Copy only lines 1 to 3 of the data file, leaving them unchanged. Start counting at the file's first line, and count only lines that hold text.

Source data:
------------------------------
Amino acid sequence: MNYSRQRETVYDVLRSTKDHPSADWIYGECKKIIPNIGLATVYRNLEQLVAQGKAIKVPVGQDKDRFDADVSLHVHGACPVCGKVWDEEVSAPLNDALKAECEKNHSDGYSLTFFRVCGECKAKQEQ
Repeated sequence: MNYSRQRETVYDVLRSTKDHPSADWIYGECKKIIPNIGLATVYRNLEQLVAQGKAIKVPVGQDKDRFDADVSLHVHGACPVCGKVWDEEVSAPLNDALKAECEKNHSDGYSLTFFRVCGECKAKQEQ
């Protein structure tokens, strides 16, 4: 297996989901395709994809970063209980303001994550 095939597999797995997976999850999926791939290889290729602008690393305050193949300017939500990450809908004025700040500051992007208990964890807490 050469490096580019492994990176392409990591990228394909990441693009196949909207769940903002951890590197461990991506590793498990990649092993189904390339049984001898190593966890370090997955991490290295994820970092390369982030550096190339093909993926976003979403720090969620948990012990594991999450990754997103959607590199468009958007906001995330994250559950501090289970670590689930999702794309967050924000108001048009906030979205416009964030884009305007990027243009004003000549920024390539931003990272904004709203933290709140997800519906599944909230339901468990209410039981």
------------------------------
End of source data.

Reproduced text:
Amino acid sequence: MNYSRQRETVYDVLRSTKDHPSADWIYGECKKIIPNIGLATVYRNLEQLVAQGKAIKVPVGQDKDRFDADVSLHVHGACPVCGKVWDEEVSAPLNDALKAECEKNHSDGYSLTFFRVCGECKAKQEQ
Repeated sequence: MNYSRQRETVYDVLRSTKDHPSADWIYGECKKIIPNIGLATVYRNLEQLVAQGKAIKVPVGQDKDRFDADVSLHVHGACPVCGKVWDEEVSAPLNDALKAECEKNHSDGYSLTFFRVCGECKAKQEQ
């Protein structure tokens, strides 16, 4: 297996989901395709994809970063209980303001994550 095939597999797995997976999850999926791939290889290729602008690393305050193949300017939500990450809908004025700040500051992007208990964890807490 050469490096580019492994990176392409990591990228394909990441693009196949909207769940903002951890590197461990991506590793498990990649092993189904390339049984001898190593966890370090997955991490290295994820970092390369982030550096190339093909993926976003979403720090969620948990012990594991999450990754997103959607590199468009958007906001995330994250559950501090289970670590689930999702794309967050924000108001048009906030979205416009964030884009305007990027243009004003000549920024390539931003990272904004709203933290709140997800519906599944909230339901468990209410039981």